STRL
© 1996-2015







4 Decision Procedure for Fusion Logic

  • Time Reversal Step:

    transform a left fusion logic formula into a right fusion logic formula

  • Reduction Step:

    transform right fusion logic formula R into init ∧ !r I

  • BDD Step:

    transform init ∧ !r I into a BDD-based satisfiability problem

4.1 Time Reversal Step

Transform a left fusion formula into a right fusion logic formula.

  • Let   r
F denotes the time reversed version of fusion logic formula F .
  • Let reverse(σ) denote the time reversed interval of σ :
    reverse(σ0 ...σ|σ|) ^= σ|σ|...σ0

  • ⟦Fr⟧σ = ttiff ⟦F⟧reverse(σ) = tt

Rules to rewrite left fusion logic formulae into right fusion logic formulae

leftfusionformulae             |
-----⟨---⟩-------⟨-----⟩----|
 ((L  E   )r  =    Er   Lr  |
 (fin(p))r     =  p          |
 truer         =  true        |
 ( L)r       =   (Lr)     |
-(L1-∨-L2)r---=--Lr1 ∨-Lr2------------------------------
fusionexpressions              |transitions
--------------------------  |-------------------------
 (test(W ))r  =   test(W )    | (○W  )r    =   W
 (step (T ))r  =   step(T r)   | W r        =   ○W
 (E1 ∨ E2)r  =   Er1 ∨ Er2    | (T1 ∨ T2 )r =  Tr1 ∨ Tr2
 (E1 ;E2)r   =   Er2 ;Er1     | ( T)r     =   (T r)
 (E *)r       =   (Er )*      |

The following holds

  • Let L be a left fusion logic formula then Lr is a right fusion logic formula.
  • Let L be a left fusion logic formula then              r
⟦L⟧σ = ttiff ⟦L ⟧reverse(σ) = tt

4.2 Reduction Step

Transform right fusion logic formula R into an equivalent reduced form init ∧ !r I where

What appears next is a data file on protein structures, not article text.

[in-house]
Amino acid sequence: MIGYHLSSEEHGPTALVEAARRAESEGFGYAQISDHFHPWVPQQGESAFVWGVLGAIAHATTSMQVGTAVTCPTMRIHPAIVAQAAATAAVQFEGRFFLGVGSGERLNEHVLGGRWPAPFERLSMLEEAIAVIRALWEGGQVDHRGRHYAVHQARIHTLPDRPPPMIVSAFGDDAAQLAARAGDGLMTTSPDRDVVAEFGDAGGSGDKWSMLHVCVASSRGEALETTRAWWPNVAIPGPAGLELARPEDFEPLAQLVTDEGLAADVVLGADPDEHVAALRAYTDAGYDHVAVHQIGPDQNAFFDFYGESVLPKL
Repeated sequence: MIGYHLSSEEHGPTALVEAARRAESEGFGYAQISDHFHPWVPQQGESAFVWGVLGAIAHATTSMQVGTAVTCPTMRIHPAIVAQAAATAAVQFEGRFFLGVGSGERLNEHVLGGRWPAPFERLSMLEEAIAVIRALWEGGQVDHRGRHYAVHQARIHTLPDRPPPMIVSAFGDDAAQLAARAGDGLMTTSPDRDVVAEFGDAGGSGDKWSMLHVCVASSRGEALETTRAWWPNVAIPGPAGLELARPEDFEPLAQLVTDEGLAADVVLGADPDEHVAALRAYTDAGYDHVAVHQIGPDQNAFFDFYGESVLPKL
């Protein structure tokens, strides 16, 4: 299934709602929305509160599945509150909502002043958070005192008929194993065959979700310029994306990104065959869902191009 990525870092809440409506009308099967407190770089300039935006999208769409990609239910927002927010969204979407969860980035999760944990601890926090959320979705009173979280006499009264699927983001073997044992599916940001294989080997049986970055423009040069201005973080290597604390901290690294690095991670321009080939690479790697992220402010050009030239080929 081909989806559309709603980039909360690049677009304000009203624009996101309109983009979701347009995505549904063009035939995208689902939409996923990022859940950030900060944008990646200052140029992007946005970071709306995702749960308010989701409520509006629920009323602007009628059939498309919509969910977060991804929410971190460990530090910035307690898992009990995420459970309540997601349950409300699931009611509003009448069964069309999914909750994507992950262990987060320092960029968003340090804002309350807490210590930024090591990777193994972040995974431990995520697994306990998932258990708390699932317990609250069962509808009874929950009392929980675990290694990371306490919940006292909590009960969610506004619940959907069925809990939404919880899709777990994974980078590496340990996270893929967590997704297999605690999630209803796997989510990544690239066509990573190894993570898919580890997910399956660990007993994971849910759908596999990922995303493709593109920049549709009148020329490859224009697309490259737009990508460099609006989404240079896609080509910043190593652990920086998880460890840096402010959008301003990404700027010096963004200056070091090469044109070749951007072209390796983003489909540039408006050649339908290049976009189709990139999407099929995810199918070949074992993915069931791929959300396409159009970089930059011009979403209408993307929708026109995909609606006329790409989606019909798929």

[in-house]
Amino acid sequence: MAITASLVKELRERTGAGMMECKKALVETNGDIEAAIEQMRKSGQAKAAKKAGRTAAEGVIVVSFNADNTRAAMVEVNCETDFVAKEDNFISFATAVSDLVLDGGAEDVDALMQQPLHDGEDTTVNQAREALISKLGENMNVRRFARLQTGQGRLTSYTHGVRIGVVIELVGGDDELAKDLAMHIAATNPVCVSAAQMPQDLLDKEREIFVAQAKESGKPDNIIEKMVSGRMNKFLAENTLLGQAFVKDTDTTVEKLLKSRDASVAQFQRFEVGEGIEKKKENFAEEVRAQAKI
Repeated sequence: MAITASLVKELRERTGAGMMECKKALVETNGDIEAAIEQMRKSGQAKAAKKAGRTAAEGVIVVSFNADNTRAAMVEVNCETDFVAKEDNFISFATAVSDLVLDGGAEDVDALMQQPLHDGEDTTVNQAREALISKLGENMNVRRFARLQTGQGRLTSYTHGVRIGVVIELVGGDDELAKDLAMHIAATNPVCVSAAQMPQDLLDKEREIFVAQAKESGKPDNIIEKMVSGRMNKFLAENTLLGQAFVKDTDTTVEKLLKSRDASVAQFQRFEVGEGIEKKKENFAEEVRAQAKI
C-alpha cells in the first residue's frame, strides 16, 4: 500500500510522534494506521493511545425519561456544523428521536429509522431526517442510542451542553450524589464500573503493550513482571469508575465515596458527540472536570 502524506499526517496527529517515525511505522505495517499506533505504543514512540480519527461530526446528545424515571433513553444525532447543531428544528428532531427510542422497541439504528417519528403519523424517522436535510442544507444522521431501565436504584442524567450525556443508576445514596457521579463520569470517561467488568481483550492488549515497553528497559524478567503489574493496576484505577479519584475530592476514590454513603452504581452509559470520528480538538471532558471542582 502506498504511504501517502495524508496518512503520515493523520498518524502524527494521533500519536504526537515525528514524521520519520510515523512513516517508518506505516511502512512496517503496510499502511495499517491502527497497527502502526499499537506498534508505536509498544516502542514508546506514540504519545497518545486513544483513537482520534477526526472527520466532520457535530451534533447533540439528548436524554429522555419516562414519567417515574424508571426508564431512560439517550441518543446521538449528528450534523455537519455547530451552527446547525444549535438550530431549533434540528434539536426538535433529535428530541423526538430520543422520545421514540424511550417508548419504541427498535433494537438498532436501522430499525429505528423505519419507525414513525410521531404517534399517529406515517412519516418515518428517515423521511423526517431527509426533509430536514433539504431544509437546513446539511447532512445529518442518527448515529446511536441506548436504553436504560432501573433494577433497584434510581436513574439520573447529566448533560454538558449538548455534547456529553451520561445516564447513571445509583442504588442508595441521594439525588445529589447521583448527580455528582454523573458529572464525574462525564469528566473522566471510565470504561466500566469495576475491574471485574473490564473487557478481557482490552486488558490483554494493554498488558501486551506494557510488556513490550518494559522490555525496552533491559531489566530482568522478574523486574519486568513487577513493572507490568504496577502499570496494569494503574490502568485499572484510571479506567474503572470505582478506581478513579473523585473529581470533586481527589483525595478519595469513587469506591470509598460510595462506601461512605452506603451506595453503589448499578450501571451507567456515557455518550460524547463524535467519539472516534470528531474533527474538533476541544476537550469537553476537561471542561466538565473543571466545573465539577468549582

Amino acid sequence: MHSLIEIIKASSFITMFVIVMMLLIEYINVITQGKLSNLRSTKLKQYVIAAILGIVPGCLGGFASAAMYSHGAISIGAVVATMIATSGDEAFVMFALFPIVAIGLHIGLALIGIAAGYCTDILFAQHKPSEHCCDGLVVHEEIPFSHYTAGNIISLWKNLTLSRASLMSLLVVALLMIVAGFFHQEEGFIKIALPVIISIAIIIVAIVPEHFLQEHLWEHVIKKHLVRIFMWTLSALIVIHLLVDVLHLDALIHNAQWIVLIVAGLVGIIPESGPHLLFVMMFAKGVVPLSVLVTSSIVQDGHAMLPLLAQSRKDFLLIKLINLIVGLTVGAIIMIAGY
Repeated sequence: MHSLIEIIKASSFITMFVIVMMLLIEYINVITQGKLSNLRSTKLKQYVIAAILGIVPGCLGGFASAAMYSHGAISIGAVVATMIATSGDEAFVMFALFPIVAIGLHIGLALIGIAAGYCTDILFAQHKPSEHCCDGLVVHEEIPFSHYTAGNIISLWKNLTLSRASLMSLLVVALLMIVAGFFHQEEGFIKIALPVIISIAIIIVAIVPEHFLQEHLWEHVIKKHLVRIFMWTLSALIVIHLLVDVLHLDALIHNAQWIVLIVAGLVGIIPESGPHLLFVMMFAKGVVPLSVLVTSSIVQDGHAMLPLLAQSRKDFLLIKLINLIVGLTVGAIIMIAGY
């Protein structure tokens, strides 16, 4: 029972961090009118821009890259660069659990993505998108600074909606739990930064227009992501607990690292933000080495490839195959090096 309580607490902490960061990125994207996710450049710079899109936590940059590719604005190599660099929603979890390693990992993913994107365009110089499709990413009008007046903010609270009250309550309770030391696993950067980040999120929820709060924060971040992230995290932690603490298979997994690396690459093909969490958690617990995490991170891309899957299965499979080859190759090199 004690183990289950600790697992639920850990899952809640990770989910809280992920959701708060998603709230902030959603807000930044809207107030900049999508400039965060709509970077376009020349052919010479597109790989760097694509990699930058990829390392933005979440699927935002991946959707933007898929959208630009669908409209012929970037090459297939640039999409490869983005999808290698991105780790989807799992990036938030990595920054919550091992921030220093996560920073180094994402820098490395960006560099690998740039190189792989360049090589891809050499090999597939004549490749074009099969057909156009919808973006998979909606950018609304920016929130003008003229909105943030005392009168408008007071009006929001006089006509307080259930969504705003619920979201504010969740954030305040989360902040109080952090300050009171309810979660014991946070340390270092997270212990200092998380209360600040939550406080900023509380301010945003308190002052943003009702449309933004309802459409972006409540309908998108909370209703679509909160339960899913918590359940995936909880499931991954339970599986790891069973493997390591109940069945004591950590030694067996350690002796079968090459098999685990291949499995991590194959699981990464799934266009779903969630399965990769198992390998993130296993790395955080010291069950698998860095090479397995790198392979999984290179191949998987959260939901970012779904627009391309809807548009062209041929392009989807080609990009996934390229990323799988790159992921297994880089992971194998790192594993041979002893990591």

• init : a state formula
    init=^ R ′(f )
         0

  • I : an invariant, ∧
  ii==k1(rXi ≡ ti) (for k ≥ 1 ) where
    rX
  i  is a dependent Boolean variable (not appearing in F )
    ti is a transition formula
    I ^= R0 (f)

Let X, X1  and X2  denote non state formulae and w a state formula then the definition of Transition formula Rk (f) is as follows:

For k ∈ {0,1}

R             |Rk (R )
W-------------|true-----------------------------------------
⟨⟨ test(W  ) ⟩⟩ X |Rk (X )
  step(T)  X   |k = 0 : (r⟨ step(T) ⟩X ≡ (T ∧ ○R ′0(X ))) ∧ R0(X )
              |k = 1 : R0 (X )
⟨⟨ E1 ∨ E2 ⟩⟩X |Rk (⟨⟨ E1 ⟩⟩ X⟨ ∨ ⟨ E⟩2 ⟩X )
⟨ E1 ;⟩E2  X   |Rk ( E1    E2   X )
  E*  X       |(r⟨ E * ⟩X ≡ R ′1(X1)) ∧ R1 (X1)
              |where X1 isX ∨ ⟨ c(E) ⟩r⟨ E* ⟩X
 X           |Rk (X )
X1 ∨ X2       |Rk (X1 ) ∧ R0 (X2 )

So only the step(t) and  *
e case will introduce a dependent variable.

Let X, X1  and X2  denote non state formulae and w a state formula then the definition of state formula  ′
Rk(f ) is as follows:

For k ∈ {0,1}

              ||
-R------------||R-′k(R-)------------------
 W⟨        ⟩   ||W
 ⟨ test(W  )⟩ X ||W  ∧ R ′k(X )
   step(T)  X  ||k = 0 : r⟨ step(T) ⟩X
 ⟨         ⟩  ||k =⟨1 : T ∧⟩ ○R ′0(⟨X ) ⟩
 ⟨ E1 ∨ E2 ⟩ X||R ′k′(⟨ E1 ⟩ X⟨ ∨  E⟩2   X )
 ⟨ E1* ;⟩E2  X  ||R k( E1    E2   X )
   E   X      ||r⟨ E* ⟩X
  X          || R′′k(X )   ′
 X1 ∨ X2        R k(X1 ) ∨ R k(X2 )

Reduction function for ⟨     ⟩
  E *  X is a bit more involved because e could be valid for intervals with only one state. Solution: a function c is introduced which transforms an arbitrary fusion expression e into another formula c(e) such that c(e ) ≡ E ∧ m oree holds. Note: ⟨    ⟩      ⟨       ⟩
  E*   W  ≡   c(E)*  W holds.

          |
-------E--|c(E)------------------
  test(W  ) |te st( true)
  step(T ) |ste p(T )
 E1 ∨ E2  |c(E1) ∨ c(E2 )
  E1 ;E2  |c(E1) ;E2 ∨ E1 ;c(E2)
      E *  c(E) ;E *

The following holds

  • Let R be a right fusion Logic formula and dep(R ) be the dependent variables introduced by R ′(R)
  k and R  (R)
  k (k = 0,1 ) then
                 o   ′
R ≡ ∃dep (R)  (R k(R ) ∧ ! Rk (R))

Given a right fusion logic formula

⟨ ste p(A )* ⟩(B ∨ C ) ∨ ⟨ step(A );test(B ) ⟩D